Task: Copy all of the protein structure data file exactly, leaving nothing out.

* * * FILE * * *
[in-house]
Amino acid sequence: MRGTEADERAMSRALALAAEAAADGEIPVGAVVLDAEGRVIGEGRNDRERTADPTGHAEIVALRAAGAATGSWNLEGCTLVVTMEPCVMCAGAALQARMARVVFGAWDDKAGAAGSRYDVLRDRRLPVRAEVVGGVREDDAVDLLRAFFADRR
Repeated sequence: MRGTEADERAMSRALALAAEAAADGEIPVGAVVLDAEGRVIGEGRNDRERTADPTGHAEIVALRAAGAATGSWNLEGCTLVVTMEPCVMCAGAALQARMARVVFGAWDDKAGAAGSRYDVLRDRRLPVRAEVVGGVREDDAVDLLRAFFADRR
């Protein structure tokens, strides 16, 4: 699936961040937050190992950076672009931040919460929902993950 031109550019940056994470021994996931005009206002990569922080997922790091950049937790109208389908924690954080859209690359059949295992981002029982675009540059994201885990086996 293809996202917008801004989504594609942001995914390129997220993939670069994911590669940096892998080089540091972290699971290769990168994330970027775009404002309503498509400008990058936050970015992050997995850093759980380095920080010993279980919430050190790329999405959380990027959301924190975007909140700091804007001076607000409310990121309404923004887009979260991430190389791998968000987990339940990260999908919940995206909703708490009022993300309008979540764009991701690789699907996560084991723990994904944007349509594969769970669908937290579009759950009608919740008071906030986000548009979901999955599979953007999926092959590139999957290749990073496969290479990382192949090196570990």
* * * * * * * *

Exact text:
[in-house]
Amino acid sequence: MRGTEADERAMSRALALAAEAAADGEIPVGAVVLDAEGRVIGEGRNDRERTADPTGHAEIVALRAAGAATGSWNLEGCTLVVTMEPCVMCAGAALQARMARVVFGAWDDKAGAAGSRYDVLRDRRLPVRAEVVGGVREDDAVDLLRAFFADRR
Repeated sequence: MRGTEADERAMSRALALAAEAAADGEIPVGAVVLDAEGRVIGEGRNDRERTADPTGHAEIVALRAAGAATGSWNLEGCTLVVTMEPCVMCAGAALQARMARVVFGAWDDKAGAAGSRYDVLRDRRLPVRAEVVGGVREDDAVDLLRAFFADRR
């Protein structure tokens, strides 16, 4: 699936961040937050190992950076672009931040919460929902993950 031109550019940056994470021994996931005009206002990569922080997922790091950049937790109208389908924690954080859209690359059949295992981002029982675009540059994201885990086996 293809996202917008801004989504594609942001995914390129997220993939670069994911590669940096892998080089540091972290699971290769990168994330970027775009404002309503498509400008990058936050970015992050997995850093759980380095920080010993279980919430050190790329999405959380990027959301924190975007909140700091804007001076607000409310990121309404923004887009979260991430190389791998968000987990339940990260999908919940995206909703708490009022993300309008979540764009991701690789699907996560084991723990994904944007349509594969769970669908937290579009759950009608919740008071906030986000548009979901999955599979953007999926092959590139999957290749990073496969290479990382192949090196570990």